Established in 2005 as a collaboration of museum professionals interested in investigating the potential of social tagging to improve access to museum collections, the Steve.Museum project (www.steve.museum) has recently concluded a research project on social tagging funded by the Institute of Museum and Library Services. Building on the results of that research and the tools that were developed to support it, the project team is now engaged in work that draws on the findings of their research to encourage the widespread adoption of social tagging methods and tools in museums, libraries, and historical societies of many sizes and types. This new project, again funded by the IMLS, seeks to develop innovative real-world implementations of social tagging in cultural heritage institutions during the next three years. At the same time, research funded through the University of Maryland’s College of Information Studies will bring Steve project participants together with members of UMD’s CLiMB Project (originally an initiative of Columbia’s Center for Research on Information Access) to examine the intersection of mined text, user-contributed tags, and trust assessments to disambiguate terms and enhance finding in collections of all types.
In this presentation, Daniel Starr, Manager of Bibliographic Operations at the Thomas J. Watson Library of The Metropolitan Museum of Art, will provide background about the origin of the Steve project at the Met, describing the museum’s early proof-of-concept studies into the value of social tagging for cataloguing works of art, and the formation of the museum’s Subject Cataloguing Working Group to brainstorm new ways to support finding of collection objects online. Susan Chun, a founder of the Steve collaboration, will provide a summary of research results and discuss the Steve team’s plans for extending the project’s existing tool set (including the open source steve tagger) to simplify installation of the tools and management of the data; to support better integration with existing museum systems; and to develop interfaces to the steve tagger that will engage and motivate taggers, including the large potential pool of enthusiast or “expert” taggers, and foreign-language contributors. She will consider the potential of tagging to support cross-collection searching, and outline the project’s plan to implement a tag server (possibly in conjunction with Flickr or other publicly-available tools) to enable finding across multiple collection types and cataloguing standards.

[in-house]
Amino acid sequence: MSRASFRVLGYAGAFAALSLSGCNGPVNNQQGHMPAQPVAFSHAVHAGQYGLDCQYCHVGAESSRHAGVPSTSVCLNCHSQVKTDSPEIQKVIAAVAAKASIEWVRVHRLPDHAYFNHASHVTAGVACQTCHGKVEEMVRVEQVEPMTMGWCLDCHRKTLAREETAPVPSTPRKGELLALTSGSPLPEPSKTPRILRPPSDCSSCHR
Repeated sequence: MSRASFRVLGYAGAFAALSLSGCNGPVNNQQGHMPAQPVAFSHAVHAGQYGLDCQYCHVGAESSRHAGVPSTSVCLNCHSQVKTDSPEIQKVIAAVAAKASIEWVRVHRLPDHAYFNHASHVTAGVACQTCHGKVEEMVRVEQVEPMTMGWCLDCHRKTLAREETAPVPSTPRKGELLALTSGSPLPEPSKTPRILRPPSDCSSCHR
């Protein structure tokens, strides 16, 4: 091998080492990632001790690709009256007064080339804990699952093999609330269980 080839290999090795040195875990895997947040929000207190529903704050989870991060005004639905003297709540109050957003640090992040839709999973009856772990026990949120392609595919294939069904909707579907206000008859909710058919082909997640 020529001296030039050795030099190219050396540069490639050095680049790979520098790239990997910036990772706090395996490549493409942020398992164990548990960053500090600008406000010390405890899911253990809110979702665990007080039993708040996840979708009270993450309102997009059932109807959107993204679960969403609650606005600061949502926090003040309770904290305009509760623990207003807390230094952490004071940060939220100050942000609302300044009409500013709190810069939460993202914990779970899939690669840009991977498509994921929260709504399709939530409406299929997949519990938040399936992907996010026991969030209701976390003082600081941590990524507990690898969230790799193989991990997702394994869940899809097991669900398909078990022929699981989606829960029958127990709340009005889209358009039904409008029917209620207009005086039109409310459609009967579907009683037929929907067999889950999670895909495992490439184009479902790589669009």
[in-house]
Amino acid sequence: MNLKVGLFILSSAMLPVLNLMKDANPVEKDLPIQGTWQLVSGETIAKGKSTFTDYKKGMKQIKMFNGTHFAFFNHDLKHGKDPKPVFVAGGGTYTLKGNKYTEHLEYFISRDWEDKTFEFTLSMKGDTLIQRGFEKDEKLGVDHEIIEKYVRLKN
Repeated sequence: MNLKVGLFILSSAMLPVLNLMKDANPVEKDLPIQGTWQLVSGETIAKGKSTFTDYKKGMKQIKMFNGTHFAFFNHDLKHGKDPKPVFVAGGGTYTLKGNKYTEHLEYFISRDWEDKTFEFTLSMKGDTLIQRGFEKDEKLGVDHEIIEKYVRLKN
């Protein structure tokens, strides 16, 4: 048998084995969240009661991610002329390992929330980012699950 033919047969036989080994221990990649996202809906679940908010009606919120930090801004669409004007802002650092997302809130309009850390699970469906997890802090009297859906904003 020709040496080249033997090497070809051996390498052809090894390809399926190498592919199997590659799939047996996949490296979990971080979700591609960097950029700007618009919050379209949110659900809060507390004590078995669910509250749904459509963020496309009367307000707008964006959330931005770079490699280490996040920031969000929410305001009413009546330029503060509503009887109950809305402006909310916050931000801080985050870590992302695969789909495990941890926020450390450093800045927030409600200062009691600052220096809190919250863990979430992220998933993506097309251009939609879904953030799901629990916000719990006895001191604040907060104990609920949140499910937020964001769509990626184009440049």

The presenters will also consider ways in which institutional policy and mission affect decisions about the “best” use of tagging for an organization, and will discuss some of the differences in requirements for tools that support the tagging of collections of different types. Now one of the museum community’s longest-standing and most successful collaborative projects, the steve team consists of museum professionals with a range of skills and outlooks, as well as members of the academic, vendor, and consultant communities. There will be time for discussion about potential library-museum research projects or collaborations, and for questions and answers about the project and its activities.